Wildebeest Migration- The Most Thrilling Wildebeest Life Phenomenon
Have you ever tried to witness one of the incredible things that can happen each year? The Wildebeest migrationis a phenomenon that everyone wants to see in Tanzania. Every year, over a million wildebeest and 200,000 zebras travelthe 480-kilometer (300-mile) loop!
Every year in East Africa, wildebeest, zebra, gazelle, and other animals migrate in spectacular herds that included millions of animals across Kenya and Tanzania.
Serengeti is home to an ancient phenomenon that is the largest movement of wildlife on the planet. Every year, over one and a half million wildebeest and a half million zebra and antelope move north from the Serengeti to the nearby Masai Mara reserve. They are looking for food and water.
December to March is the best time to see the Serengeti Migration in the Ngorongoro Conservation Area. During this time, large herds of animals gather around Lake Ndutu. Wildebeest herds can be seen as far as the eye can see when the herd gets to the area.
This is where massive herds of wildebeest spend the rainy season. The grass grows best on volcanic open plains below a crater and in a southern part of the Serengeti where the nutrients are most concentrated. When the Serengeti has a lot of wildebeest migration each year, this is where they start.
Wildebeest have learned to have a synchronized birthing process, which means that about 90% of calves are born in three weeks. This is because the sea of grass gives little cover and the young are easy food for a variety of predators. Predators can't make a big dent in the number of newborn calves because there is so much food. Wildebeest calves can run just minutes after they are born, and they can do it all over again. The calves are strong enough to keep up with the herd in three days.
After giving birth to their young in February and March, around April the wildebeest herds start to move northwest to the fresher grass in the middle of the Serengeti. Thousands of zebra and smaller groups of antelope follow them, as well.
A lot of grass has been eaten up in the Southern Serengeti so the herds have moved to the Serengeti's Western Corridor. Griffin vultures follow the herds on their journey because there is a high death rate for migrants because they are injured or tired, so there are a lot of them. The Grumeti River is north of the short grass plains.
This is their first real obstacle, and Nile crocodiles that can grow up to 6 meters long are waiting for the wildebeest to stumble at the crossing. Their lives are linked to the great migration in a very important way. They move with surprising stealth and speed as the thirsty herds drink from and cross the river. They hunt them down as they do.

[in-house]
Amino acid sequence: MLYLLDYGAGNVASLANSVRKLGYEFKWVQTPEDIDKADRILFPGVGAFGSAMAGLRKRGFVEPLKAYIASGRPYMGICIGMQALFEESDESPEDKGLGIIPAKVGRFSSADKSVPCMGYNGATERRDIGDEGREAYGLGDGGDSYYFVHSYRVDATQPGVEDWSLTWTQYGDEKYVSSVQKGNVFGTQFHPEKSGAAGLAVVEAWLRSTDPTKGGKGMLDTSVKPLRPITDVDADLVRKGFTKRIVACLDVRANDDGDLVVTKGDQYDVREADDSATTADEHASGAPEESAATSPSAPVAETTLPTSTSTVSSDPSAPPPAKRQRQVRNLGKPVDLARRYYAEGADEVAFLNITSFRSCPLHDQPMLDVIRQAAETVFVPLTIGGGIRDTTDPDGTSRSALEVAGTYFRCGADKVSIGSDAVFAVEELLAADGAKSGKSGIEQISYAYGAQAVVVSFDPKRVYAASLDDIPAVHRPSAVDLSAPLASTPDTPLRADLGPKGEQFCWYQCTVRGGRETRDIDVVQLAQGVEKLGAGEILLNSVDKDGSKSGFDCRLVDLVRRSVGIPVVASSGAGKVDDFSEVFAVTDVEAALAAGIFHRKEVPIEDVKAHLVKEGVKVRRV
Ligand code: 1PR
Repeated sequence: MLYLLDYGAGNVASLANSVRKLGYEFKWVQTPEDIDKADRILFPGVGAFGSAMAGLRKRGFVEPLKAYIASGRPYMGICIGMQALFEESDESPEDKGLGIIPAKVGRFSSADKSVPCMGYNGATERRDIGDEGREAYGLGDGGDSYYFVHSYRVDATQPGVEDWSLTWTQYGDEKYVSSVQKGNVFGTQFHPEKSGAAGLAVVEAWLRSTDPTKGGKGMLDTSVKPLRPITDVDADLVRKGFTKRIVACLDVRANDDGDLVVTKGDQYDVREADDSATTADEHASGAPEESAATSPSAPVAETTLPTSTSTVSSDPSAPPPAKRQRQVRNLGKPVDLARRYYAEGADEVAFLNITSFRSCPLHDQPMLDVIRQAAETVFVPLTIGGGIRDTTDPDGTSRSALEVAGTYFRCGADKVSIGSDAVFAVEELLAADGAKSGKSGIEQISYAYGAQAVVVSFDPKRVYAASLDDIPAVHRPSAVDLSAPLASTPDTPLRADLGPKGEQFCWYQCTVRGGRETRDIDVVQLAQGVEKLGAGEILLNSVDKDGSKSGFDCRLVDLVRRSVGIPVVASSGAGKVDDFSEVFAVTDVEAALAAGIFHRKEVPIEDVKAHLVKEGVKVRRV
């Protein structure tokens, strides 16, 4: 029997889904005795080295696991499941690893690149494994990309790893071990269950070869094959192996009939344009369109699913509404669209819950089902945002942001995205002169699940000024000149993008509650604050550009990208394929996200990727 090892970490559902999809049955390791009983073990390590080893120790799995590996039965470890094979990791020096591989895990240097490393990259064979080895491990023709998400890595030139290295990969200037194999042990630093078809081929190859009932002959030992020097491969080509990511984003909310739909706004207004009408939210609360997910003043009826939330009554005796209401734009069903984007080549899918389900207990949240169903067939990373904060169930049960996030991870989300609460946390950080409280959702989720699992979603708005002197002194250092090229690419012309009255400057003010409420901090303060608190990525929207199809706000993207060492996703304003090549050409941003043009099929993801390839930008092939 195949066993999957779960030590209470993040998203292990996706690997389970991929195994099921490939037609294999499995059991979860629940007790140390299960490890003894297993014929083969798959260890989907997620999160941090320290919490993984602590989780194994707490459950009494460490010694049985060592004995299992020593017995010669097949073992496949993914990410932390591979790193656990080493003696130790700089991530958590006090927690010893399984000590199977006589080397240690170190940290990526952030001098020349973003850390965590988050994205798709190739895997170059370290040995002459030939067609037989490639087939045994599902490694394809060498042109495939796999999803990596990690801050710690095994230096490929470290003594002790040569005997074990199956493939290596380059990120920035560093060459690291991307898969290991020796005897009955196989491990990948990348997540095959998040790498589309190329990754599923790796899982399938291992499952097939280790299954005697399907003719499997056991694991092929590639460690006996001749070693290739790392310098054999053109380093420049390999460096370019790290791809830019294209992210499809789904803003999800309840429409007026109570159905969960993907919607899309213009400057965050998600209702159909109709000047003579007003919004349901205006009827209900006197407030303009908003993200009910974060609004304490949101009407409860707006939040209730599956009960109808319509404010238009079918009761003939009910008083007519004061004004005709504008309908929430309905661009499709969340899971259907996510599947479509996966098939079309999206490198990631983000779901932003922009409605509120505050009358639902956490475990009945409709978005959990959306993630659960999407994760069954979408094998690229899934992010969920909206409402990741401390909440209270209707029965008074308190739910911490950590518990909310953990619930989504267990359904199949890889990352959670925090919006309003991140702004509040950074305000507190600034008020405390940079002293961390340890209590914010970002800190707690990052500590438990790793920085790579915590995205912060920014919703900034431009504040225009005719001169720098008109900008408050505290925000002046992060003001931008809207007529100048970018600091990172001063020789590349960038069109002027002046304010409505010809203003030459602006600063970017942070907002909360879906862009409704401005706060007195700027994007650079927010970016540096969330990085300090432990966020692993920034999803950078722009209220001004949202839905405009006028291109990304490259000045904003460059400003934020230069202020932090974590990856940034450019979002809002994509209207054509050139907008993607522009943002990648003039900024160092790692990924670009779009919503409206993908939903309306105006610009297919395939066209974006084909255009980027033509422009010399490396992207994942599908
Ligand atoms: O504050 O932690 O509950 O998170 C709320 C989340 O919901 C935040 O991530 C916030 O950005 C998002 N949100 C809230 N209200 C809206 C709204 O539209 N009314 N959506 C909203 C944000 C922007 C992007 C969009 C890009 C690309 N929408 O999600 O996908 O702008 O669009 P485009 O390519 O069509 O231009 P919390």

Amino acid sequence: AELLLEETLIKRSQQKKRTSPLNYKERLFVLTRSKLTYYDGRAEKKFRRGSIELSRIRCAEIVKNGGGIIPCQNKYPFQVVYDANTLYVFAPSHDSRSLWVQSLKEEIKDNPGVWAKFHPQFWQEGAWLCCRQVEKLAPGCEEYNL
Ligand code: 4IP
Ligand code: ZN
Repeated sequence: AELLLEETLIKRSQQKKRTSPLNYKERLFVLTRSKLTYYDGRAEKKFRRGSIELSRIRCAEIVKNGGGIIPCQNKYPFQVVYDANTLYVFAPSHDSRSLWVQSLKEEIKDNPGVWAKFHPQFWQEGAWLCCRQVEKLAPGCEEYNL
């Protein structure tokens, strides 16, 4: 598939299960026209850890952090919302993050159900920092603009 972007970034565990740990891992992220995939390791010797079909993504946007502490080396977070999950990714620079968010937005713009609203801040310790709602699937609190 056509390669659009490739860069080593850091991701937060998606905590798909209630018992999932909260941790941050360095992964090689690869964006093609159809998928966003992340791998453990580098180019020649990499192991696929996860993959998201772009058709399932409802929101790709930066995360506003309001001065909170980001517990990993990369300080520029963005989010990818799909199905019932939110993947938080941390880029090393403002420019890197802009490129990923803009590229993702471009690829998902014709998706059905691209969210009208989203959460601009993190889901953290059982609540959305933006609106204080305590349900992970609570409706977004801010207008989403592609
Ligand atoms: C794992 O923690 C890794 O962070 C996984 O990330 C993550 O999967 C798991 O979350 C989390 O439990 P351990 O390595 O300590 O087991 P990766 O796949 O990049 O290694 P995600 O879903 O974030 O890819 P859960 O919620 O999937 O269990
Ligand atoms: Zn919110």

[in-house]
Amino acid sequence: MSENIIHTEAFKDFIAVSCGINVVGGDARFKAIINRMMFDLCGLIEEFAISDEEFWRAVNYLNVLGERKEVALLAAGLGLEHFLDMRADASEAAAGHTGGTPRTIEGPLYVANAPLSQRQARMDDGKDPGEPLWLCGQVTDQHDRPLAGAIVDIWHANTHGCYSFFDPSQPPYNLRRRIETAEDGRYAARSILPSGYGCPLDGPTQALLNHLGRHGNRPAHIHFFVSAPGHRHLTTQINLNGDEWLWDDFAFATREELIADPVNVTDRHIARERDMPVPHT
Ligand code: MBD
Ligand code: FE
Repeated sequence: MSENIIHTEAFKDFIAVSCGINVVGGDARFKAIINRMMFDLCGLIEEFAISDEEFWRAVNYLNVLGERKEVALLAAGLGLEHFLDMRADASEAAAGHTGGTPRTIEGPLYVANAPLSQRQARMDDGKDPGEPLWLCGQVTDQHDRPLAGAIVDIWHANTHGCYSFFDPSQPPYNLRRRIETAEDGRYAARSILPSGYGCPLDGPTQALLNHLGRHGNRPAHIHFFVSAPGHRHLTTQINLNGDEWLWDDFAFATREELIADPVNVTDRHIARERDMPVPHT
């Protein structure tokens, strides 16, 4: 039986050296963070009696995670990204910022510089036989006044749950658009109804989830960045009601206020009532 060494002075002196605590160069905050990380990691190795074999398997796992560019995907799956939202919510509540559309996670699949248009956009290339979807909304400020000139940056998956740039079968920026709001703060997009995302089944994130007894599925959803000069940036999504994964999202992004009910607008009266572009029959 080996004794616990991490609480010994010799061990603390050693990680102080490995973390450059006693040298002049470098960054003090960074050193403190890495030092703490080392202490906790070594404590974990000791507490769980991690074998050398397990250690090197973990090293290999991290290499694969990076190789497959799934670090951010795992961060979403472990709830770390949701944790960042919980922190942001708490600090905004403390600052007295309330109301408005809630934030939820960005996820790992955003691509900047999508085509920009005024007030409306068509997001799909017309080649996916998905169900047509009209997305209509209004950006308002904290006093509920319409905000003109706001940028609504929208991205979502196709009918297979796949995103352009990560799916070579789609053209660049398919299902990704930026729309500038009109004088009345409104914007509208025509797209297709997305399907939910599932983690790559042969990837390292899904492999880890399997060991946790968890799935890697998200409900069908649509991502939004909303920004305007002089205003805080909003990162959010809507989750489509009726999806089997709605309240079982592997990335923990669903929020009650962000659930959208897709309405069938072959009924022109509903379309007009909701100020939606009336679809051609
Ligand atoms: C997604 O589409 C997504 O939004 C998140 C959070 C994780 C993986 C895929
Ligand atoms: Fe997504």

There are some channels in the Grumeti River that can stop or slow the wildebeest as they move north in June. In the Western Corridor, wildebeest gather. Before crossing the river, they often build up to a lot of people.
Following rains, the wildebeest migration travels northward until it reaches the Kenyan border and enters the Masai Mara National Reserve. There is nothing that can stop the stampeding hordes. There is another river crossing required, this time the Mara, which is home to flotillas of ravenous crocodiles.
It is not a calm time, as it is rutting season, and each male is attempting to create a stamping site. Once the migration has made its way westward, it is divided by an inexplicable sense, with one group heading northeast and the other heading due north.
Grunting wildebeests stay on the Mara grasslands until October or November, when most of the ecosystem is too dry for them to live there.
Storm clouds start to form in southern Europe. Then, the huge herds of sheep and goats head back to their breeding grounds, which are once again green and lush.
October is when the wildebeest herds start moving again. They're all going south through western Loliondo and the Serengeti National Park's Lobo area, and they'll be back in the short-grass plains of the southern Serengeti in November.
Grunting wildebeests stay on the Mara grasslands until October or November, when most of the ecosystem is too dry for them to live there. Storm clouds start to form in southern Europe. Then, the huge herds of sheep and goats head back to their breeding grounds, which are once again green and lush.
Grass grows differently in different places, so wildebeest migrations aren't always the same in both time and direction. So, the wildebeest may leave the open plains earlier in some years, and stay in the northern woodlands for longer in other years.
The wildebeest move around the Serengeti and into the Masai Mara to follow the rain. During the months of December and March, they always start their calving cycle in the Southern Serengeti area of Ndutu and move on to where the grass is better.
It's not clear how the wildebeest know which way to go, but it's thought that their journey is mostly determined by the weather. They follow the rains and the growth of new grass.
At the Serengeti migration, more than two million animals move around: more than one million wildebeests and hundreds of thousands of other animals.
In January and February, more than 500,000 wildebeests are born. About 8,000 are born each day, which is about every other day.
You can now see how and why the Wildebeest migrate every year. Truly, wildebeest migration is a thrilling experience; they travel in groups to the best possible destination in order to live and reproduce more calves, who will also accompany them on their adventures.
But we also see how difficult it is for them to travel every month just to survive. We should be grateful for this phenomenon, and reading this article will help us understand their way of life.